From Defender to Critic: The Search for a New Jewish Self
Jewish Lights Publishing
The phrase “Jewish journeys” has become part of the lexicon of Jewish sociology and Jewish education. I remember first coming across it in Bethamie Horowitz’s landmark study of the New York Jewish community. The assumption for many was that the idea that an individual’s Jewish identity today is not stationary, but is constantly evolving, applied to all but Orthodox Jews. In this latest book, Rabbi Dr. Hartman disproves that assumption, as he shows us that Orthodox Jews, and even Orthodox rabbis, also have Jewish identities that shift over time.
This collection of essays covers a significant part of Dr. Hartman’s career. In the introduction, Hartman himself points out that his earlier writings tended to defend and explain Orthodox Jewish law and practices. The later writings, which make up the second part of the book, show him still defending the concept of halacha, but seeking great fluidity and the inclusion of contemporary ethical sensibilities in the process of legal decision making.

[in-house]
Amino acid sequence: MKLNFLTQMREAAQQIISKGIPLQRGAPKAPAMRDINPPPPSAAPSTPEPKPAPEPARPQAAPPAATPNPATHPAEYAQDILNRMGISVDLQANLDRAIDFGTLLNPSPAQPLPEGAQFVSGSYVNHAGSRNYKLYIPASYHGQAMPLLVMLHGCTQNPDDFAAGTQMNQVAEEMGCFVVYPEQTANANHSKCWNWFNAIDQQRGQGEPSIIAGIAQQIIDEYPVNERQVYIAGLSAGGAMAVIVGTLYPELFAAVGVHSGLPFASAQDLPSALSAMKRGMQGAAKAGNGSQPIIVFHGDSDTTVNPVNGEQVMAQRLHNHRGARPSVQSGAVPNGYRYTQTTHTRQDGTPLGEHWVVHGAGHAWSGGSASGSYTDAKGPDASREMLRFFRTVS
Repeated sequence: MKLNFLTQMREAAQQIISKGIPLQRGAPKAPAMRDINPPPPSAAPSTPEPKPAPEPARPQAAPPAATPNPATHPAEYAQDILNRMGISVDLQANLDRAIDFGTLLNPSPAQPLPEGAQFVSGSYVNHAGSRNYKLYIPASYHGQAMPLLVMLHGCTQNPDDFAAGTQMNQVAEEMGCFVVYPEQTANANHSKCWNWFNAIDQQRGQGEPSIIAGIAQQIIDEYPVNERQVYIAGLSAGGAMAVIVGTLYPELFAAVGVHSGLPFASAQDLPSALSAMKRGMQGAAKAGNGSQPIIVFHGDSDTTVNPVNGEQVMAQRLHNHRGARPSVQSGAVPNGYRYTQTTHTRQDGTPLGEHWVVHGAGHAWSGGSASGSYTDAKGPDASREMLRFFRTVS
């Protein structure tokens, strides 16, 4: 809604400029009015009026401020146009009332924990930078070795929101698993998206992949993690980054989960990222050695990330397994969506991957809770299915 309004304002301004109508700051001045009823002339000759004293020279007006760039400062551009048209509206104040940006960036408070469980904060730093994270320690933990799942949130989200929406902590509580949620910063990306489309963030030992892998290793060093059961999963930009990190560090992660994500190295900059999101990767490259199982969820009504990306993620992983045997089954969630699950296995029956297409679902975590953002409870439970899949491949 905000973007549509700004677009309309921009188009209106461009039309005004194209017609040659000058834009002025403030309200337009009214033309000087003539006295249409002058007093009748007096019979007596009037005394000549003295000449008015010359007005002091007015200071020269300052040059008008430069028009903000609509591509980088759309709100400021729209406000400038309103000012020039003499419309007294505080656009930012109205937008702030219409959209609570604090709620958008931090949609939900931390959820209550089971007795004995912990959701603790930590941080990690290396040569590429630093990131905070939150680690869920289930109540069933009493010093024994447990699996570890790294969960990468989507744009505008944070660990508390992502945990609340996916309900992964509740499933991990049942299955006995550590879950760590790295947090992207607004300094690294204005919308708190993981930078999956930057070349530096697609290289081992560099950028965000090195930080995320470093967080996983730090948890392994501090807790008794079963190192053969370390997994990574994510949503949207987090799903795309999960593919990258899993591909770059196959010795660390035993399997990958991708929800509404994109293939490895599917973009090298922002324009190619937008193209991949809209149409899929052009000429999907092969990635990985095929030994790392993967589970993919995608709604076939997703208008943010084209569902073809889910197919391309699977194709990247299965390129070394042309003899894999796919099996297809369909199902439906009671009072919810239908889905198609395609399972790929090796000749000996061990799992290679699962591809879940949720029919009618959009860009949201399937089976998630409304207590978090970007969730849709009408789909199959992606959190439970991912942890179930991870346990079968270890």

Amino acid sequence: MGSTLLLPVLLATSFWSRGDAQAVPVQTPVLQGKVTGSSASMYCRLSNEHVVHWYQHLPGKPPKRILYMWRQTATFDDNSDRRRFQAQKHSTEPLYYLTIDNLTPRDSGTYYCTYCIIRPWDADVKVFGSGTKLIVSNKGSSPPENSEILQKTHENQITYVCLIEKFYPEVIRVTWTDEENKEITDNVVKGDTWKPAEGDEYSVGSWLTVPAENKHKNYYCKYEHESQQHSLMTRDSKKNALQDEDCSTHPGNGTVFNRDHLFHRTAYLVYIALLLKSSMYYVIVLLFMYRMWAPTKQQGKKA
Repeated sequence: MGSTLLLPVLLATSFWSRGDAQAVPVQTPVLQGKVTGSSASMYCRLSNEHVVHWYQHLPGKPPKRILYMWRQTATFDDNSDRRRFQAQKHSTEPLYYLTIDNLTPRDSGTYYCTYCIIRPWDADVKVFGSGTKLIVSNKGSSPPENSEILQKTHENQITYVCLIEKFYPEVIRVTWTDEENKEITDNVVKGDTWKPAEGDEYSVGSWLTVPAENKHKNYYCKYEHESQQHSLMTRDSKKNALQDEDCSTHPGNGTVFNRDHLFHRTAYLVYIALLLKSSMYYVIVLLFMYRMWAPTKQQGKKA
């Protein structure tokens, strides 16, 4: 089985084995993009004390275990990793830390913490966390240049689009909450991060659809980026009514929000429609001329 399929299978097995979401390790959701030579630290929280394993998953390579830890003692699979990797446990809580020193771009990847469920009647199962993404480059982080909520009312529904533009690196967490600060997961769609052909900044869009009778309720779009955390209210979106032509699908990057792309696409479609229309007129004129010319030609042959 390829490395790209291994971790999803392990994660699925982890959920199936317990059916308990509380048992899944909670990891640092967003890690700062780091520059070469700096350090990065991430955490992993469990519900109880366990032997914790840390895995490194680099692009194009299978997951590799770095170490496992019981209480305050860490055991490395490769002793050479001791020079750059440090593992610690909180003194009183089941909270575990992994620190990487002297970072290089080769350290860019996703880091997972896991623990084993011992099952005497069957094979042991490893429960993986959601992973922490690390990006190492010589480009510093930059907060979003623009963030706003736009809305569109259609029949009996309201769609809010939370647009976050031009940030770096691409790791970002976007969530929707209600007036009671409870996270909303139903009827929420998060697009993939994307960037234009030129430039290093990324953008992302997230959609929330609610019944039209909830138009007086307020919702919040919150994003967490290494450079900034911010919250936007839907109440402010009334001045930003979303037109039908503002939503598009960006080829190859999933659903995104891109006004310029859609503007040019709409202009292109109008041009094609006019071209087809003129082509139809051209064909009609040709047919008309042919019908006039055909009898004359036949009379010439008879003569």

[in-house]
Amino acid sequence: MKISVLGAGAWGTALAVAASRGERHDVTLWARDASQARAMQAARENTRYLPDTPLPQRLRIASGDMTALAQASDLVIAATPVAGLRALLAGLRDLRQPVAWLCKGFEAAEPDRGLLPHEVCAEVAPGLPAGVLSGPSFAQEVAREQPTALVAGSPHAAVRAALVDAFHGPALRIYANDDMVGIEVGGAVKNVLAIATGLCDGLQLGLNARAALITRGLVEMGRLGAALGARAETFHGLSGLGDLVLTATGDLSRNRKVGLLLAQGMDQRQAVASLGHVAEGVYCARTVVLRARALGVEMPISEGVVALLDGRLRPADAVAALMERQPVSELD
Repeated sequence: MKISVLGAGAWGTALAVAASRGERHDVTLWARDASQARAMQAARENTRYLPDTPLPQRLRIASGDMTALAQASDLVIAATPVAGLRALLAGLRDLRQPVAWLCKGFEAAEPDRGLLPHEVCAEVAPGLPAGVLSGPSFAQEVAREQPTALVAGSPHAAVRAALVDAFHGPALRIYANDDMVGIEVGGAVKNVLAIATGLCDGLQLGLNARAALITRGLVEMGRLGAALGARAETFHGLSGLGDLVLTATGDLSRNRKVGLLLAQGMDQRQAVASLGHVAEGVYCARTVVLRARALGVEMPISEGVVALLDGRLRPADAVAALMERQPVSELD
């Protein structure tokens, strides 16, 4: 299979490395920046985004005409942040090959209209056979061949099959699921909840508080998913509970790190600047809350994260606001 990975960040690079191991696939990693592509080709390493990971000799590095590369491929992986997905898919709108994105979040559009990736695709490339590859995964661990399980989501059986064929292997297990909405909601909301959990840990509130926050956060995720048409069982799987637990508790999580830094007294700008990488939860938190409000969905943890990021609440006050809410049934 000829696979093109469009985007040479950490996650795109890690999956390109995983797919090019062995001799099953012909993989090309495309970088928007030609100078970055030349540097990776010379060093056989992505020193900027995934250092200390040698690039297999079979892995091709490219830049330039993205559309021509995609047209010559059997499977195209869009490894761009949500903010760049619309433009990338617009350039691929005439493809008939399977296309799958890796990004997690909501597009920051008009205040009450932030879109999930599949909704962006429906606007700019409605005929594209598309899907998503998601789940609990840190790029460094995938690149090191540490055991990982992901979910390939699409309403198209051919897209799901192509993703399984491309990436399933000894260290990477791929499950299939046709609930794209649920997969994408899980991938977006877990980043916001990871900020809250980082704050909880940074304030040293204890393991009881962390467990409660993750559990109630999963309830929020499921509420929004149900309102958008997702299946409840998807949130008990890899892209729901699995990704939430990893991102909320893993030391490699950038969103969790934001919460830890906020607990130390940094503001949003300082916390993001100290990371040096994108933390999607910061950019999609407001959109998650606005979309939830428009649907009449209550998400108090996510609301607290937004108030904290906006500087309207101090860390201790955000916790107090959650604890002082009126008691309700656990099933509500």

Reading the essays carefully, it is clear that the core of Dr. Hartman’s thinking remains firm. In both the earlier and later writings, he is a believer in the concept of halacha, a rationalist who is firmly grounded in the thinking of Rambam (Maimonides), and a person who is fiercely committed to making Judaism and contemporary ethical ideas work together. What does shift is the degree to which he is prepared to move halacha to include ethical considerations.
As always, Dr. Hartman is impressive in his mastery of Jewish thinkers from Rambam to Kaplan to Soloveitchik. His intellect is matched by his sensitivity to the needs of today’s Jews living in a modern world. If you’re already a fan of Dr. Hartman’s writings and career, this will add to your understanding of his journey. And if you aren’t yet a fan, this book can start you on your journey to learn more about one of the most influential Jewish thinkers of our time. Bibliography, notes.
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